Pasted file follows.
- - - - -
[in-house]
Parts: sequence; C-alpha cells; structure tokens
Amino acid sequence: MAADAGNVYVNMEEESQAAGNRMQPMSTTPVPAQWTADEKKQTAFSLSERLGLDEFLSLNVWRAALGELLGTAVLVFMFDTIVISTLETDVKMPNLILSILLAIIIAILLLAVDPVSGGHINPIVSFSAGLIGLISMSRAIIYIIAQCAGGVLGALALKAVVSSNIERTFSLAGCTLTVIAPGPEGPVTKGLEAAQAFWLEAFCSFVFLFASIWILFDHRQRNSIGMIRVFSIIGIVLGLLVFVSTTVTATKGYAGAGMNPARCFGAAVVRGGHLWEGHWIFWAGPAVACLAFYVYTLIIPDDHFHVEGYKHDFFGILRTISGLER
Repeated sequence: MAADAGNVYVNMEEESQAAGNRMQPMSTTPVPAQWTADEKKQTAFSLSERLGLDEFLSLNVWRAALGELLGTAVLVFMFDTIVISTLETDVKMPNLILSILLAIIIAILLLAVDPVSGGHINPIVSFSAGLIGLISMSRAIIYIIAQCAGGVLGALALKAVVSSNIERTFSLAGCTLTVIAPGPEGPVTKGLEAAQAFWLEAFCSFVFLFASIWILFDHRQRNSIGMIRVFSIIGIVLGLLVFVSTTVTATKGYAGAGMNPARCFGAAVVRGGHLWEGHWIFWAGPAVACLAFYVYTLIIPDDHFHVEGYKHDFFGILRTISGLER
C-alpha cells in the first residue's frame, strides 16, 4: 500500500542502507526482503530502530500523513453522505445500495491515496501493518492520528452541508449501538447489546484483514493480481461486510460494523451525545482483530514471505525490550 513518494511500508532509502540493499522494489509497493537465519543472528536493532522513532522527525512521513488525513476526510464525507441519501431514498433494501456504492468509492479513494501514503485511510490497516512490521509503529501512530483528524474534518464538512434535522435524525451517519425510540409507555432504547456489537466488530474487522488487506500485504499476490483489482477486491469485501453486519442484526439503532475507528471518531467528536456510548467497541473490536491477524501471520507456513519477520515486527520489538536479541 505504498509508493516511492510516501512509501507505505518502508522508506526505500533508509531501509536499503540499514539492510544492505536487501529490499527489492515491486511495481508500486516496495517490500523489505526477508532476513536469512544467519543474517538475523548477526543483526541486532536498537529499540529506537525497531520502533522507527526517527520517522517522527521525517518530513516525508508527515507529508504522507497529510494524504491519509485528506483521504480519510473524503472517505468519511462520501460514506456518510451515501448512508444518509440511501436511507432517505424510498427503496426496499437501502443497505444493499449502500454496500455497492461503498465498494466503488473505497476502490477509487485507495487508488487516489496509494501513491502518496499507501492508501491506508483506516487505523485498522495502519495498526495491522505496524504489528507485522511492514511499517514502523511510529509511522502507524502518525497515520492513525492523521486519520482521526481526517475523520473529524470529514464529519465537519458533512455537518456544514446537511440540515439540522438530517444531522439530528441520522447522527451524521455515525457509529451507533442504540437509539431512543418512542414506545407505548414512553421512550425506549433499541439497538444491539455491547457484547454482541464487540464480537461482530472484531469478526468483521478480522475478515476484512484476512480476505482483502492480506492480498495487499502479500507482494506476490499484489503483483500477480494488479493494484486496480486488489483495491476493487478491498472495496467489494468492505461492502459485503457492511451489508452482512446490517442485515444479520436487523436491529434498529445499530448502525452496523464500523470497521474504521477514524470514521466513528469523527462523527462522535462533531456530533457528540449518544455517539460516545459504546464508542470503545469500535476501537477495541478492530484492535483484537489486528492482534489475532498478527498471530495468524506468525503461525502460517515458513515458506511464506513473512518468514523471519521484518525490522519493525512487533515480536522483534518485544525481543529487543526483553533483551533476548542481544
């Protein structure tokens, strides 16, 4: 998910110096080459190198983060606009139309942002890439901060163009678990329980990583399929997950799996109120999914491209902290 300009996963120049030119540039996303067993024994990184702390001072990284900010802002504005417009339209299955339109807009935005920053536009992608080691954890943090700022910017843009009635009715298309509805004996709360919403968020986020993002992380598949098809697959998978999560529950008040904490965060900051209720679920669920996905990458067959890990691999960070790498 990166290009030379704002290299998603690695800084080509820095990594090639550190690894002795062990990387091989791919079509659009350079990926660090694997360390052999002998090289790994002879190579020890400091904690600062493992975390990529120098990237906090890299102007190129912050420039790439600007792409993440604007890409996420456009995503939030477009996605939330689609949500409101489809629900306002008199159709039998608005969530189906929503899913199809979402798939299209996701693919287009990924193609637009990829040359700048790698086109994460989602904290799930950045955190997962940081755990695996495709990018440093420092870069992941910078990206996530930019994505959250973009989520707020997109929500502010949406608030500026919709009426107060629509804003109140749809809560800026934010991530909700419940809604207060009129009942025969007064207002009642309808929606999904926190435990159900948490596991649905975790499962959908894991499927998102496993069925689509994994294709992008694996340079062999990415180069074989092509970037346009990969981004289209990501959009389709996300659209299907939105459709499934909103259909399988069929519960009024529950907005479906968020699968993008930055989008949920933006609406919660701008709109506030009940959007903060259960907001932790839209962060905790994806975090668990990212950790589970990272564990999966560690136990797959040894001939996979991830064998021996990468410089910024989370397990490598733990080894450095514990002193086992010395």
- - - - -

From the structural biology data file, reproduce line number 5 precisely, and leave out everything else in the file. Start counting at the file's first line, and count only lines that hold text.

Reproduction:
C-alpha cells in the first residue's frame, strides 16, 4: 500500500542502507526482503530502530500523513453522505445500495491515496501493518492520528452541508449501538447489546484483514493480481461486510460494523451525545482483530514471505525490550 513518494511500508532509502540493499522494489509497493537465519543472528536493532522513532522527525512521513488525513476526510464525507441519501431514498433494501456504492468509492479513494501514503485511510490497516512490521509503529501512530483528524474534518464538512434535522435524525451517519425510540409507555432504547456489537466488530474487522488487506500485504499476490483489482477486491469485501453486519442484526439503532475507528471518531467528536456510548467497541473490536491477524501471520507456513519477520515486527520489538536479541 505504498509508493516511492510516501512509501507505505518502508522508506526505500533508509531501509536499503540499514539492510544492505536487501529490499527489492515491486511495481508500486516496495517490500523489505526477508532476513536469512544467519543474517538475523548477526543483526541486532536498537529499540529506537525497531520502533522507527526517527520517522517522527521525517518530513516525508508527515507529508504522507497529510494524504491519509485528506483521504480519510473524503472517505468519511462520501460514506456518510451515501448512508444518509440511501436511507432517505424510498427503496426496499437501502443497505444493499449502500454496500455497492461503498465498494466503488473505497476502490477509487485507495487508488487516489496509494501513491502518496499507501492508501491506508483506516487505523485498522495502519495498526495491522505496524504489528507485522511492514511499517514502523511510529509511522502507524502518525497515520492513525492523521486519520482521526481526517475523520473529524470529514464529519465537519458533512455537518456544514446537511440540515439540522438530517444531522439530528441520522447522527451524521455515525457509529451507533442504540437509539431512543418512542414506545407505548414512553421512550425506549433499541439497538444491539455491547457484547454482541464487540464480537461482530472484531469478526468483521478480522475478515476484512484476512480476505482483502492480506492480498495487499502479500507482494506476490499484489503483483500477480494488479493494484486496480486488489483495491476493487478491498472495496467489494468492505461492502459485503457492511451489508452482512446490517442485515444479520436487523436491529434498529445499530448502525452496523464500523470497521474504521477514524470514521466513528469523527462523527462522535462533531456530533457528540449518544455517539460516545459504546464508542470503545469500535476501537477495541478492530484492535483484537489486528492482534489475532498478527498471530495468524506468525503461525502460517515458513515458506511464506513473512518468514523471519521484518525490522519493525512487533515480536522483534518485544525481543529487543526483553533483551533476548542481544